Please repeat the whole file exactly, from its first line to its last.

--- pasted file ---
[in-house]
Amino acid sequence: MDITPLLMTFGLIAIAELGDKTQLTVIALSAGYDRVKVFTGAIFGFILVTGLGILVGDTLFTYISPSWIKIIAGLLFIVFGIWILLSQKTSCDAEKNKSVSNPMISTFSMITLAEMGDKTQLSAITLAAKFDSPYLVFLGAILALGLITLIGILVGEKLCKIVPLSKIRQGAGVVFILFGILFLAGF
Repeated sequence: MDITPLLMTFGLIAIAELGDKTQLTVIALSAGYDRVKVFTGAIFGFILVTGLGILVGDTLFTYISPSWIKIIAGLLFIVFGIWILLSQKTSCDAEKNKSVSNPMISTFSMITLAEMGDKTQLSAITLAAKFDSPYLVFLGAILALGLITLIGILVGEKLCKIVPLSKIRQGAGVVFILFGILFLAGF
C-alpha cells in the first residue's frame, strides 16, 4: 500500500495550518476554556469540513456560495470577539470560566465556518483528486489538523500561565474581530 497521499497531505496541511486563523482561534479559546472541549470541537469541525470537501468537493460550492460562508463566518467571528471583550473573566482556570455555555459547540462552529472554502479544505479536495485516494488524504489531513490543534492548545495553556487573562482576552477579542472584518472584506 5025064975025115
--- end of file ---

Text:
[in-house]
Amino acid sequence: MDITPLLMTFGLIAIAELGDKTQLTVIALSAGYDRVKVFTGAIFGFILVTGLGILVGDTLFTYISPSWIKIIAGLLFIVFGIWILLSQKTSCDAEKNKSVSNPMISTFSMITLAEMGDKTQLSAITLAAKFDSPYLVFLGAILALGLITLIGILVGEKLCKIVPLSKIRQGAGVVFILFGILFLAGF
Repeated sequence: MDITPLLMTFGLIAIAELGDKTQLTVIALSAGYDRVKVFTGAIFGFILVTGLGILVGDTLFTYISPSWIKIIAGLLFIVFGIWILLSQKTSCDAEKNKSVSNPMISTFSMITLAEMGDKTQLSAITLAAKFDSPYLVFLGAILALGLITLIGILVGEKLCKIVPLSKIRQGAGVVFILFGILFLAGF
C-alpha cells in the first residue's frame, strides 16, 4: 500500500495550518476554556469540513456560495470577539470560566465556518483528486489538523500561565474581530 497521499497531505496541511486563523482561534479559546472541549470541537469541525470537501468537493460550492460562508463566518467571528471583550473573566482556570455555555459547540462552529472554502479544505479536495485516494488524504489531513490543534492548545495553556487573562482576552477579542472584518472584506 5025064975025115